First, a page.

Jimmy McIlroy of Burnley wrote the following account of their 1957 sixth round encounter: "Against the Villa, we took an early lead, and without playing really well, held it until a few minutes from the end of the game. Then, the most dangerous man in soccer at converting the pass to the far-post, Peter McParland, popped up to head the equaliser from his favourite position. But there should never have been any replay. In the first ten minutes or so, I squared two passes across the face of the goal, both taken by Ian Lawson in his stride. From very close range, Ian side-footed the ball wide each time.
The pitch at Villa Park [in the replay] was in a shocking state. There were pools of water on the surface, and where there was no water, there was mud - gallons of the stuff! In one corner, in fact, there was a patch of filth giving off a most nauseating odour, causing us to wonder if this famous football ground had been used for sewage disposal. Thus was the stage set in terrible conditions for one of the most vital Cup-ties in the history of either club. Aston Villa at that time were being assailed on all sides for their vigourous style of football. They tackled hard, used their weight to the maximum advantage, and generally bothered little with the frills of soccer: although their manager Mr Eric Houghton repeatedly refuted charges that Villa were over-robust, there is no denying they were formidable opposition. In marked contrast, Burnley were a team of flyweights, with one of the smallest forward lines in the entire League.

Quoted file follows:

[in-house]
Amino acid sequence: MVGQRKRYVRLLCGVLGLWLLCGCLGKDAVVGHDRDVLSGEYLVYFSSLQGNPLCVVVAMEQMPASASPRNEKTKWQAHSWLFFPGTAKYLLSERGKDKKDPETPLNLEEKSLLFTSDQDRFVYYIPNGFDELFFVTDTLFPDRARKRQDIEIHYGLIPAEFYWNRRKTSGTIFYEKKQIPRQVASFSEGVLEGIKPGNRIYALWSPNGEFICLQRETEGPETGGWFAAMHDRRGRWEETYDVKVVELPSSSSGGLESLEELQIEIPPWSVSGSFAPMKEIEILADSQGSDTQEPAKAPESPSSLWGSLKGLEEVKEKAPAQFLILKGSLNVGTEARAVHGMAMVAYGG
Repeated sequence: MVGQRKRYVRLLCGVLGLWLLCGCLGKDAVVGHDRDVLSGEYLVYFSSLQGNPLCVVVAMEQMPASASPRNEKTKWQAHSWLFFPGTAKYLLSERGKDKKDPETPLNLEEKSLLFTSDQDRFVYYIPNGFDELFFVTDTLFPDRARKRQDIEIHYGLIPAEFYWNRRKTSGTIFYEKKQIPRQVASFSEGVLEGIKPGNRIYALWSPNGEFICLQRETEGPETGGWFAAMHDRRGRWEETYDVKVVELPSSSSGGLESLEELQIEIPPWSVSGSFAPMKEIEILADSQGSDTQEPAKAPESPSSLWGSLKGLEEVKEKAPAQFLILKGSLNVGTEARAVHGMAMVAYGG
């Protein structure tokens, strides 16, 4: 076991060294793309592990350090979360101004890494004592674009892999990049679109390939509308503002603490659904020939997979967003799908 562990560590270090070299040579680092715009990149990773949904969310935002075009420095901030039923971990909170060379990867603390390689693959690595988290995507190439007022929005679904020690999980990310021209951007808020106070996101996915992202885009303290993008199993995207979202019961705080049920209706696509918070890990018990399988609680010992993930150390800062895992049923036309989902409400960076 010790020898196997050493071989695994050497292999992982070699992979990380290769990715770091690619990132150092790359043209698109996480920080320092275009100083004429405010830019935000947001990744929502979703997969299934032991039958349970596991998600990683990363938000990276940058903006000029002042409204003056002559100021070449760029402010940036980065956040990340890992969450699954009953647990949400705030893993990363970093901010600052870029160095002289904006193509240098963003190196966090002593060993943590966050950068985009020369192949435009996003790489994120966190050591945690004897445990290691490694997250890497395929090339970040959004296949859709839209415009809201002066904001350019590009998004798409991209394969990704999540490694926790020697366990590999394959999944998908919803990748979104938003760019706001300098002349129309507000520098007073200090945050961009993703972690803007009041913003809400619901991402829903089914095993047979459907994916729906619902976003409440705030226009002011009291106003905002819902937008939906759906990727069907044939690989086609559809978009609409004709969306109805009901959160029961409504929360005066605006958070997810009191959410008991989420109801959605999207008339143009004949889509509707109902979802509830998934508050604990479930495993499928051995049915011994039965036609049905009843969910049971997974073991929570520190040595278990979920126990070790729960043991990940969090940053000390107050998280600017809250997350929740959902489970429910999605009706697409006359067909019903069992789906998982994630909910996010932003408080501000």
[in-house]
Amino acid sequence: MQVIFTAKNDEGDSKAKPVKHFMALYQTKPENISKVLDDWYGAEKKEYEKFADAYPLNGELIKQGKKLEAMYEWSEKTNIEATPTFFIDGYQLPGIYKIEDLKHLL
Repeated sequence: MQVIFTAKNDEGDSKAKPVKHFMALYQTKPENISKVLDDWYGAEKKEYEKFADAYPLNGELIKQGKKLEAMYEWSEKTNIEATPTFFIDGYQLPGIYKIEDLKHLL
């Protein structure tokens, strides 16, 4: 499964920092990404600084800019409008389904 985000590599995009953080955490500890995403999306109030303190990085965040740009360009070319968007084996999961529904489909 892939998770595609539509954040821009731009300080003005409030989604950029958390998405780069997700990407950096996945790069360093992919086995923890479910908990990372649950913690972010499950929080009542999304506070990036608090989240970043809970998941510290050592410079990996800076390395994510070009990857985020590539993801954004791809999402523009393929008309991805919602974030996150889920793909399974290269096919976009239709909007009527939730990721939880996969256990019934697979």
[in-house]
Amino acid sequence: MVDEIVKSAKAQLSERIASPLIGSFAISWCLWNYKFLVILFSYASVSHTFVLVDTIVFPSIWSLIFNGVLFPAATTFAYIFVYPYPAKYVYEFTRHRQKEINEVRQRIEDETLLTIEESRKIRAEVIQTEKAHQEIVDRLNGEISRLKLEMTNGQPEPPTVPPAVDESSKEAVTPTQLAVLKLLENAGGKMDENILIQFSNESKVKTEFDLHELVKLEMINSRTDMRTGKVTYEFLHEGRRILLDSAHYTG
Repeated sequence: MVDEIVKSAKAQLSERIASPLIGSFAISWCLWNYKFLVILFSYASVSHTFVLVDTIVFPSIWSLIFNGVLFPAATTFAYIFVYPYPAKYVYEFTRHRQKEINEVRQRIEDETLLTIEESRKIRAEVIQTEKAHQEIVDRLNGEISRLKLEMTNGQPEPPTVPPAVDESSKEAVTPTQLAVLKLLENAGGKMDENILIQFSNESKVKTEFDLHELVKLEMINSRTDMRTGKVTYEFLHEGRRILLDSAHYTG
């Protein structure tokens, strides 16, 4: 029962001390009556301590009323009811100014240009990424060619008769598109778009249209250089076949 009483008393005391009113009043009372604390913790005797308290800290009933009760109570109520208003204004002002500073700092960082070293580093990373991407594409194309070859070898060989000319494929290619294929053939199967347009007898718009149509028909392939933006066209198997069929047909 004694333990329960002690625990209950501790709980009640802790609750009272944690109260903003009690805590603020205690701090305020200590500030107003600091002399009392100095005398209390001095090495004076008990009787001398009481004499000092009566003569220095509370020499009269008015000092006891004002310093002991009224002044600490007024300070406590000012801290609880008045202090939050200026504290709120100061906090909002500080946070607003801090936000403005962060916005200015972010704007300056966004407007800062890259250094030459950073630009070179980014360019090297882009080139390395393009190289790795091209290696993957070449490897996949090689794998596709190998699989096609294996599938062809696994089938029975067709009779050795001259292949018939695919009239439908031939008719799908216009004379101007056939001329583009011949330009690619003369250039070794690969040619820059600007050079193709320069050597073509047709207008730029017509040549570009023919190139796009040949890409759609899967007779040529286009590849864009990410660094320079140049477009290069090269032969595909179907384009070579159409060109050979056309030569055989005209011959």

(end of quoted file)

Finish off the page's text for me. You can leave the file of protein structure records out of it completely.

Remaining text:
The Midlanders, who later went on to win the FA Cup, beat us 2-0, with goals coming from Johnny Dixon and inevitably, my old Irish pal Peter McParland. I say inevitably, because Peter makes a habit of scoring whenever he plays against me. Indeed, he has scored more goals while playing against me than as my partner in the Irish team...even though we have played many more times together than as opponents. Burnley were out of the Cup, well beaten on a terrible pitch by an efficient, workmanlike team. The match was not a classic, my main recollection of it being the rather odd-looking playing strip sported by the Burnley players. We wore navy blue shirts and navy blue shorts, and with the referee in his customary all-black outfit it was not surprising that he was given more passes than anyone in our team! We wondered at the time why return passes never came. Fortunately, he changed into a purple shirt at half-time, although I am still not certain whether this simplified or further confused the issue!"